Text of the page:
It’s not a very flattering picture, when you think about the people of God being compared to sheep. But there it is. We tend to follow each other more instinctively than we follow our Good Shepherd, even when we’ve been trained to recognize our own name and God’s distinctive call to us. We tend to remember old hurts and grudges, and we run away from potential encounters with those who have hurt us in the past. We tend to stick together with the same 4-5 people we know best, keeping them in our sights and huddling together when we sense an attack coming our way. We spend a lot of time looking behind us, making it hard to walk a straight line. And we can spot a distant threat more easily than an open gate in front of us. Finally, we attract dirt, and we let it clump up and cling to us. Isaiah was right when he wrote, “All we like sheep have gone astray. We have all turned to our own way,and the Lord has laid on him the iniquity of us all” (Isaiah 53:6). And yet, God claims us as his own. He knows each of us by name, and calls us into abundant life, leading us to safe pasture and sweet water.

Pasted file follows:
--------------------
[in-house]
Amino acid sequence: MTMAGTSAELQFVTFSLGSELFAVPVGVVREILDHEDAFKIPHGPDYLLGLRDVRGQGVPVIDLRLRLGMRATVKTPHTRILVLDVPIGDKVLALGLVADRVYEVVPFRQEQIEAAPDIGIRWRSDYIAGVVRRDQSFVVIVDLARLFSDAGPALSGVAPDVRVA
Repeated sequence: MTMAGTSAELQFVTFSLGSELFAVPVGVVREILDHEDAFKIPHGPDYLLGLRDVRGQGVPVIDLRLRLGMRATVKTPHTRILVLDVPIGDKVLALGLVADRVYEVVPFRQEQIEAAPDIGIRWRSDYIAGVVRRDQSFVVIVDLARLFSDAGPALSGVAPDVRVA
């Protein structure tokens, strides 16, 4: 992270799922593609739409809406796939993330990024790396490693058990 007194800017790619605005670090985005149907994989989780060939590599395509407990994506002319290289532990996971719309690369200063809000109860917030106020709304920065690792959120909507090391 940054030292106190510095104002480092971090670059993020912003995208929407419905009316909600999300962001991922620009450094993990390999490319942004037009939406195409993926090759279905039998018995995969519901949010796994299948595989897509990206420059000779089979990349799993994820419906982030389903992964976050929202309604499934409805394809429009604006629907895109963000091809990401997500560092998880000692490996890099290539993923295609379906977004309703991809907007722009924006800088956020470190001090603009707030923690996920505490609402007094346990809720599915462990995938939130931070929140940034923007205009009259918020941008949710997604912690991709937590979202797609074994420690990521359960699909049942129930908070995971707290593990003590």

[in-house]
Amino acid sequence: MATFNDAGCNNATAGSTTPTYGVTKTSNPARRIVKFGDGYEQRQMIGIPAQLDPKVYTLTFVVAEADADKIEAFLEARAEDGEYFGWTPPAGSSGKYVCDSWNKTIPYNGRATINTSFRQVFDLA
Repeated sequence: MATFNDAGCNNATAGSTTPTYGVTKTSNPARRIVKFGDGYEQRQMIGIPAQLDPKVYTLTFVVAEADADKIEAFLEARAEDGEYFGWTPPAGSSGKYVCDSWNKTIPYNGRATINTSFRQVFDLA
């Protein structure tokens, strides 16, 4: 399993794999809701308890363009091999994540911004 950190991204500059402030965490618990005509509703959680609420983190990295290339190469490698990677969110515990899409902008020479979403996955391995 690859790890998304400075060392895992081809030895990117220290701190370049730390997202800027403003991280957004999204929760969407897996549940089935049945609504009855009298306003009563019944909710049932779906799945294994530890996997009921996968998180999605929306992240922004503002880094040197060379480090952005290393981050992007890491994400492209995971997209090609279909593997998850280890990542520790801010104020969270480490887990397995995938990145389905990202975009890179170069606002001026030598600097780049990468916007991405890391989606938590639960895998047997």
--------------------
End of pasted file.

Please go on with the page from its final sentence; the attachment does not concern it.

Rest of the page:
But if we look closely at what Jesus is saying, we see that his riddles aren’t really about sheep. Jesus is talking about recognizing the shepherd. Remember that he just gave sight to a man who had never seen, and yet that man recognized him as God’s Messiah while the Pharisees, who should have recognized the One they’d been waiting for, were blind to God’s power working among them. Now, Jesus explains his miracle by comparing these respected religious leaders to thieves and bandits who only want to steal and destroy. By refusing to accept Jesus as God’s own Son, the Messiah for whom they claim to hope, the Pharisees threaten God’s people, stealing their hope, destroying their trust in God alone, who is the Good Shepherd.
And Jesus says he is the Gate, the way to safety and green pasture. The Pharisees who deny Jesus as the way are no better than thieves trying to climb over the wall of a sheepfold, instead of entering through the gate.